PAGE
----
Crypto calls a time out on Super Bowl ads

Companies eschew big-budget slots for fear of further alienating a dubious public

Most Irish NFL fans who can keep their eyes open late enough to watch Super Bowl LVII on Sunday night will be watching on Sky Sports or Virgin Media 1 and will, consequently, be spared the brunt of the big-budget bacchanal of advertising that accompanies the US broadcast. But if you are one of the unlucky ones, you might notice something very different from last year’s broadcast.

After an avalanche of high-profile Super Bowl adverts last year paid for by the likes of Coinbase, and, yes, even Sam Bankman-Fried’s disgraced FTX, not a single spot in this year’s broadcast will feature a crypto exchange. That is hardly surprising given the existential threat that the industry is facing after the meltdown that wiped an estimated $2 trillion (€1.8 trillion) off the overall market capitalisation of the sector from its peak in May 2021. Coinbase, for example, paid no less than $14 million for its memorable slot last year – a QR code bouncing across the screen – less than a year before it laid off about 950 people, 20 per cent of its global workforce. Other big players are similarly battening down the hatches for a protracted downturn.

Pruned-back advertising budgets are certainly one factor behind this reversal. Optics is another. Fox’s vice-president of ad sales told the Associated Press last week that some crypto companies were close to inking deals for slots, only to pull out of the negotiations after the unceremonious collapse of Bankman-Fried’s FTX last year. “It just feels like bad manners,” Haider Rafique of crypto exchange OKX, one of the companies in question, told Ad Age. “No one wanted to hear from a crypto brand except an apology, which [at the time] was missing.”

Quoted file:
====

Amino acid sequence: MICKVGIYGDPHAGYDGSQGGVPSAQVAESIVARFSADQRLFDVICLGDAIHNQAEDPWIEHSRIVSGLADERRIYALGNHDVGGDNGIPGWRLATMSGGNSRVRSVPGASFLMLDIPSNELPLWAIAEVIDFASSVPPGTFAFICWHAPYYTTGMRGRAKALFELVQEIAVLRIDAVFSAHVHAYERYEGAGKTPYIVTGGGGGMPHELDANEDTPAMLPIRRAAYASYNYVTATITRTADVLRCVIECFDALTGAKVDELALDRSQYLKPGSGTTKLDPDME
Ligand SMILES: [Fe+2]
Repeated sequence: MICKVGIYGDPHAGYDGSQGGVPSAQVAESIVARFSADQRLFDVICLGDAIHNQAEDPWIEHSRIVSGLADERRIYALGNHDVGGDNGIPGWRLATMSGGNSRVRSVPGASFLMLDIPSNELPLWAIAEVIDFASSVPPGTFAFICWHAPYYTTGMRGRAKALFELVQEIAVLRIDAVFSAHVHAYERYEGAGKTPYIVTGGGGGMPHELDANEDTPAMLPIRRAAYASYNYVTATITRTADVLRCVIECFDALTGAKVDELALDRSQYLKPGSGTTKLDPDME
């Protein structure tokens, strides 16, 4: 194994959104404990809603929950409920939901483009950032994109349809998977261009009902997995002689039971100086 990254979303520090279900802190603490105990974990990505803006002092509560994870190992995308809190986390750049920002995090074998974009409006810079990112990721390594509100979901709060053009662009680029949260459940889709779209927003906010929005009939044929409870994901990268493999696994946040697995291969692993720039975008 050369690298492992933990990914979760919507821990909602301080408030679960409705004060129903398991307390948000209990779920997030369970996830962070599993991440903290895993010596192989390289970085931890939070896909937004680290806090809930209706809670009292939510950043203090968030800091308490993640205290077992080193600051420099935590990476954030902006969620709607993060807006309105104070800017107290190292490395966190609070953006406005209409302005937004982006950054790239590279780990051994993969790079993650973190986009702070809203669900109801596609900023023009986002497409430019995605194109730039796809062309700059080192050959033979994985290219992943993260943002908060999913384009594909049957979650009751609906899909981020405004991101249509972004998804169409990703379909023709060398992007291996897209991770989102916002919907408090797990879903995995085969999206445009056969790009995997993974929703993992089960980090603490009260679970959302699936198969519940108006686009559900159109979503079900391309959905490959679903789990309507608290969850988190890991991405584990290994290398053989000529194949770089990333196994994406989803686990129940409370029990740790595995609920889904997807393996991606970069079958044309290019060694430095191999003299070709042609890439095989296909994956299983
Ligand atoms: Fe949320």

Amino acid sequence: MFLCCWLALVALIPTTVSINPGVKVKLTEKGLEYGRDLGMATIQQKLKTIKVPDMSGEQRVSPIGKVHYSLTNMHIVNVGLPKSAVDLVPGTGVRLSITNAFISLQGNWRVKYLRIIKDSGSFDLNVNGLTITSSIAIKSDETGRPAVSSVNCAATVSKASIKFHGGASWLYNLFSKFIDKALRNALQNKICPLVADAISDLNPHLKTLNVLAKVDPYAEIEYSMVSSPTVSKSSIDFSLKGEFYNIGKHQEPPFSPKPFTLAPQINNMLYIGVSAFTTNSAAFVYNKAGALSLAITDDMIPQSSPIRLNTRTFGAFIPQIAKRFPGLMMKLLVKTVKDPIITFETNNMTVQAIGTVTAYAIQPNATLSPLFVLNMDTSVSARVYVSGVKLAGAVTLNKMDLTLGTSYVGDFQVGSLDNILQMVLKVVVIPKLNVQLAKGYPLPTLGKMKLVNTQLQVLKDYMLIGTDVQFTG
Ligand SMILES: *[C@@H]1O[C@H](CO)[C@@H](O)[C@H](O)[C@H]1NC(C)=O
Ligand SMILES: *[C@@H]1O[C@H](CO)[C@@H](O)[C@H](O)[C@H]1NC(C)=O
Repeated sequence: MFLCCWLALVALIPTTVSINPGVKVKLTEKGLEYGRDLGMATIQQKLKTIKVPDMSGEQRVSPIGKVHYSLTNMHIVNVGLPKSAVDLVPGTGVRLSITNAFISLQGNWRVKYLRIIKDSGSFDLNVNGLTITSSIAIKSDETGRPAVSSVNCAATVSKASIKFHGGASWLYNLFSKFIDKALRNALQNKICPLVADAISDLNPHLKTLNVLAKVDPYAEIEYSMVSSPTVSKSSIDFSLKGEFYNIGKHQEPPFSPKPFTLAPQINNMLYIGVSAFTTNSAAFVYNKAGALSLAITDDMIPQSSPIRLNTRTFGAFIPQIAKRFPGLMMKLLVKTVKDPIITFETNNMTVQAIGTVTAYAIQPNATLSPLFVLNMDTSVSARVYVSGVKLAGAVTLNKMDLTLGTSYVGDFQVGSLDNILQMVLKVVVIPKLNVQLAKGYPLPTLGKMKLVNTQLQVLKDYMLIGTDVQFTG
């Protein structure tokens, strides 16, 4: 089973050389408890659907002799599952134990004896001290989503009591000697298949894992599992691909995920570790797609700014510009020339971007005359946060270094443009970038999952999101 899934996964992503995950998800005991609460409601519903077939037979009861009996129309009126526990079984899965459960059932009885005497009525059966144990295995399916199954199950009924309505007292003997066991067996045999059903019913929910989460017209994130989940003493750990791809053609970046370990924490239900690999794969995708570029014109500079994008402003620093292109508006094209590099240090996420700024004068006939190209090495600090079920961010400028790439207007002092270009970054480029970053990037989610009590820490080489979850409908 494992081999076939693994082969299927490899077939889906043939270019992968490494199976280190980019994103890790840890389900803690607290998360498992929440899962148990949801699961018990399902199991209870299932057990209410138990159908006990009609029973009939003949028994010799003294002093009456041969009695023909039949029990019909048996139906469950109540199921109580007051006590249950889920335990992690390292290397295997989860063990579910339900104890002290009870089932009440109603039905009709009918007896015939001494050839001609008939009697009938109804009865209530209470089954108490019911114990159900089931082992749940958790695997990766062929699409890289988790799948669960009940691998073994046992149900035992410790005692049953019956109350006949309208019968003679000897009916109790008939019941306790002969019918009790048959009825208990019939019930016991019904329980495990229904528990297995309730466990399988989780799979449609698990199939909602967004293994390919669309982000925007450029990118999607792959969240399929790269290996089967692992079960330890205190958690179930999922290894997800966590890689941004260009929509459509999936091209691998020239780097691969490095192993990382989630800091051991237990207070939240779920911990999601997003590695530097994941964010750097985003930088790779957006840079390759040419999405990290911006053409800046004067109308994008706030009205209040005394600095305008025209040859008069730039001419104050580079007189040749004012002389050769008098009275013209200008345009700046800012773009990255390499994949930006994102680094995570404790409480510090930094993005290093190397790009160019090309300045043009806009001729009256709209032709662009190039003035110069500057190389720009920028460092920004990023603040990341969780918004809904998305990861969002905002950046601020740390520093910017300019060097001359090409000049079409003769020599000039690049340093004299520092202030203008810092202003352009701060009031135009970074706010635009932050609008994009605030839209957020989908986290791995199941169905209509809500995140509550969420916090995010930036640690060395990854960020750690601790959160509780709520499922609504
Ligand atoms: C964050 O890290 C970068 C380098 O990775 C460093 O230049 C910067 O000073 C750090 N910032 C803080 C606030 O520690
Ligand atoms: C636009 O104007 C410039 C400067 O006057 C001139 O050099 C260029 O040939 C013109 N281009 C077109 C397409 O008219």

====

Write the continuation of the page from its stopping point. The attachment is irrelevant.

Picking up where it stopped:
But far from some sort of crowning moment for the industry in its quest for legitimacy, last year’s flurry of spending on prime time Super Bowl slots, viewed through a longer lens, looks more and more like an act of desperation. Trading volumes in crypto assets had been tumbling for six or seven months before the big game last February. The “Crypto Bowl”, as some dubbed it, actually manufactured something of a dead-cat bounce for crypto asset prices, as Bloomberg’s Michael P Regan pointed out recently – all in vain, as it turned out.


Now companies are pulling out for fear of further alienating an already leery American public. What a difference a year makes.